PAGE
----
In 1960 Natimuk Artist Greg Pritchard built a large wooden picture frame. It has since been upgraded to a steel frame. Someone kindly added an armchair to the art establishment so Jenni and I took full advantage of both. I love this picture.

Mount Arapiles
Relaxing in Natimuk

This next pic was not taken at the same time as the above but the next day very early. It fits better in the narrative at this point as this is how I imagine the artist felt would look it’s best, with the dawn light illuminating both the mountain and the golden frame.

Framing Mount Arapiles

Mount Arapiles

Sir Thomas Mitchell, Explorer of Australia Felix. Having discovered and named this mountain Arapiles, ascended it July 23rd 1836. This tablet was erected to his honour by residents of Natimuk and surrounding districts in 1913.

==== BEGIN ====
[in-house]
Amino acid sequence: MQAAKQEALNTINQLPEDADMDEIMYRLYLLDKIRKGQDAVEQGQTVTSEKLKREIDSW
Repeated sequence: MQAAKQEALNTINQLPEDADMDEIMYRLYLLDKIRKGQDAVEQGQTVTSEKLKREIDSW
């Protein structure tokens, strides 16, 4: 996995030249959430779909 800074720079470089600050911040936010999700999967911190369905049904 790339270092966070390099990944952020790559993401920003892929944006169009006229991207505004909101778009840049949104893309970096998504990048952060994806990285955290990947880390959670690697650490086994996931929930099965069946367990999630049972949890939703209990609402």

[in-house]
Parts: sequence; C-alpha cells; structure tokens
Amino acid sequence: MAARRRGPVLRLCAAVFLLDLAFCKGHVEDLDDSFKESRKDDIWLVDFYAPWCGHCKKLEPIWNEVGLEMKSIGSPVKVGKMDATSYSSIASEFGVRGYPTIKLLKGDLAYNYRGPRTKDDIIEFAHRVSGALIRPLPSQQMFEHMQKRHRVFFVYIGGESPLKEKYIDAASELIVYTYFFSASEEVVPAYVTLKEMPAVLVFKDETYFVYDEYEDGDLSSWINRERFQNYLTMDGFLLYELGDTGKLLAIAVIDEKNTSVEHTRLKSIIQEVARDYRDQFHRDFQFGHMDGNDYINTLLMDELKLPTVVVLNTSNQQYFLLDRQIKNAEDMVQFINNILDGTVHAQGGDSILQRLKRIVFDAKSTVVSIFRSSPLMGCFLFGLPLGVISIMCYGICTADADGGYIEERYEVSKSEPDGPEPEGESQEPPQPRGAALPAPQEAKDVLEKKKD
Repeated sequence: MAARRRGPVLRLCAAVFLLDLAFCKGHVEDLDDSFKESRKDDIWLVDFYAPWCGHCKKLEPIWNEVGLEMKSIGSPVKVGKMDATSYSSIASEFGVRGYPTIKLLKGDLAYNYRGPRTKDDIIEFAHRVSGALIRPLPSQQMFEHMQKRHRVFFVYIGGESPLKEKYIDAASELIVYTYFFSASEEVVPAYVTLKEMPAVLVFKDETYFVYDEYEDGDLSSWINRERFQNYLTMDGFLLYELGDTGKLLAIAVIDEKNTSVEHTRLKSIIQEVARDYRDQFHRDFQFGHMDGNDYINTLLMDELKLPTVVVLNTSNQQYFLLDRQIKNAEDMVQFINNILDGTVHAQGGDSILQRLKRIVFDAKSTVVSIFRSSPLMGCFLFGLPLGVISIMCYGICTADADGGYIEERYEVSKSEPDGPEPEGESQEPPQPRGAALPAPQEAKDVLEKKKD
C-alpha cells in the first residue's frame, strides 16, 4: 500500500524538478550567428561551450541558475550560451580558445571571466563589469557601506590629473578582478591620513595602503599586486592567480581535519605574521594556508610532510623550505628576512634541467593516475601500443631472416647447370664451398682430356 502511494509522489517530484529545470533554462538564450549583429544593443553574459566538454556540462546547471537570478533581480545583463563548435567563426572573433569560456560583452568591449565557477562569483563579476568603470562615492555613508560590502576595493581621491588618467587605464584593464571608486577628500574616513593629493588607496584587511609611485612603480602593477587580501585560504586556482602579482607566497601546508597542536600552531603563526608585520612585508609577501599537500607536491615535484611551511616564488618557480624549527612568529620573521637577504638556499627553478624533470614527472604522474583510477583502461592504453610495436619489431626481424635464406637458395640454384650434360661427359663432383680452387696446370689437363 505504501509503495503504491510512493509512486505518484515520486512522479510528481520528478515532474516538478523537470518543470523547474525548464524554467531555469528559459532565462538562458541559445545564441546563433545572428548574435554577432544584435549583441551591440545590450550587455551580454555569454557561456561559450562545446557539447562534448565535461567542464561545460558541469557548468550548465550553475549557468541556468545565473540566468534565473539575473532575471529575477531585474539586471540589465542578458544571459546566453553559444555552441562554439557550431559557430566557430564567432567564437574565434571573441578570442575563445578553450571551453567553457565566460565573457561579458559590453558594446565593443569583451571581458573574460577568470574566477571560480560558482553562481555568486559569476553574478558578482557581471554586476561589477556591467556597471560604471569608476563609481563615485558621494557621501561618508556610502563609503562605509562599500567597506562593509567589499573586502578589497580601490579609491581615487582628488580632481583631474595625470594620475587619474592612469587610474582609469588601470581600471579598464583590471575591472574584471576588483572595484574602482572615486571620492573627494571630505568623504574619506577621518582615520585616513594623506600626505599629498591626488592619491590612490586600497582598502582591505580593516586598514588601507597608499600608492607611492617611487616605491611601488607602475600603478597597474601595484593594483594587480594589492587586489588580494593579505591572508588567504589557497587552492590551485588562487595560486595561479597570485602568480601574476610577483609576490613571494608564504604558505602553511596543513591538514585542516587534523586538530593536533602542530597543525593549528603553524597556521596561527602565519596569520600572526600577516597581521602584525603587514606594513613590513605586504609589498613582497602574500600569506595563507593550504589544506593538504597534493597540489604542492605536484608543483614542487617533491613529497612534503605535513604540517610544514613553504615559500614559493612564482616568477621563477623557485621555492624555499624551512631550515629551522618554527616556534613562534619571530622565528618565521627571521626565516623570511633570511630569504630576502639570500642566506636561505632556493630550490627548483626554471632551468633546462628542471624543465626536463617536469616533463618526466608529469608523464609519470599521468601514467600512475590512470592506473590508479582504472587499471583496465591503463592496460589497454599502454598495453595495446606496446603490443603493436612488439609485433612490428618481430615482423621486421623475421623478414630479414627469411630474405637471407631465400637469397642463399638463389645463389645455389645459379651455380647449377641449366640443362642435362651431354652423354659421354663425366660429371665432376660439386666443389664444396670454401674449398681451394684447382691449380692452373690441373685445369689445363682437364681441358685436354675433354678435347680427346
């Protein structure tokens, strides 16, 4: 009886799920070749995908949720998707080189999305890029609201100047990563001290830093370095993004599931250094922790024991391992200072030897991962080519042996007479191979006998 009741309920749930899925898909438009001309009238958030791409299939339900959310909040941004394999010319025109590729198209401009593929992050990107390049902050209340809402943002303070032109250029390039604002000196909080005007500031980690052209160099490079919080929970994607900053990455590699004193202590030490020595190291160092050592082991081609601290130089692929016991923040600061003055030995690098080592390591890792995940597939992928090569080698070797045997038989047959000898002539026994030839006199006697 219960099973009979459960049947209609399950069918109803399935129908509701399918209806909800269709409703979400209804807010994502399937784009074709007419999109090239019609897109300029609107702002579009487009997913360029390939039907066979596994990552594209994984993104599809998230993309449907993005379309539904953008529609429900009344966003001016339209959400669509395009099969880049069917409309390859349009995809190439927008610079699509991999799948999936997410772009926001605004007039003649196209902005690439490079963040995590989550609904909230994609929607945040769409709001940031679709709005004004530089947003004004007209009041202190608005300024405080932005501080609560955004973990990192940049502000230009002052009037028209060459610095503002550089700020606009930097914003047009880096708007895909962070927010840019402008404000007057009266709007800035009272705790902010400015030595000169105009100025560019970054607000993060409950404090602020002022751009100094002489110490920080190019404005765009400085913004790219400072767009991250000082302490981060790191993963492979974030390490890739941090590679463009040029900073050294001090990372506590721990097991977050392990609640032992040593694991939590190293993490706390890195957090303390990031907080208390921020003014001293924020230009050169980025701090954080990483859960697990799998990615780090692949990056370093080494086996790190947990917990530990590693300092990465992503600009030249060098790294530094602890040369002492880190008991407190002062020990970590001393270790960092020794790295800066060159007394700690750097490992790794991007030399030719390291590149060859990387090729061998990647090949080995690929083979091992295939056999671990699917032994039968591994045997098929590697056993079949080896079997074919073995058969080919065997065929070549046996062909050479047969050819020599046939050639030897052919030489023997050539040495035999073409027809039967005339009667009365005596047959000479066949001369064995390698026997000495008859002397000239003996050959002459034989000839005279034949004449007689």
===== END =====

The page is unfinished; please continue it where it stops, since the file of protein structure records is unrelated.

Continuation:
From Wikipedia; Australia Felix (Latin for “fortunate Australia” or “happy Australia”) was an early name given by Thomas Mitchell to lush pasture in parts of western Victoria he explored in 1836 on his third expedition.

Mount Arapiles, aka Araps, aka the Mount, aka the Piles… aka The Best Crag in the World is one of the premier climbing sites in Australia due to the quantity and quality of it’s climbs.

This is from a climbing web site:- ” you will find a wealth of world-class, fantastic trad climbs of all grades. Arapiles is stacked! ” So, there you have it. Stacked! With an exclamation mark!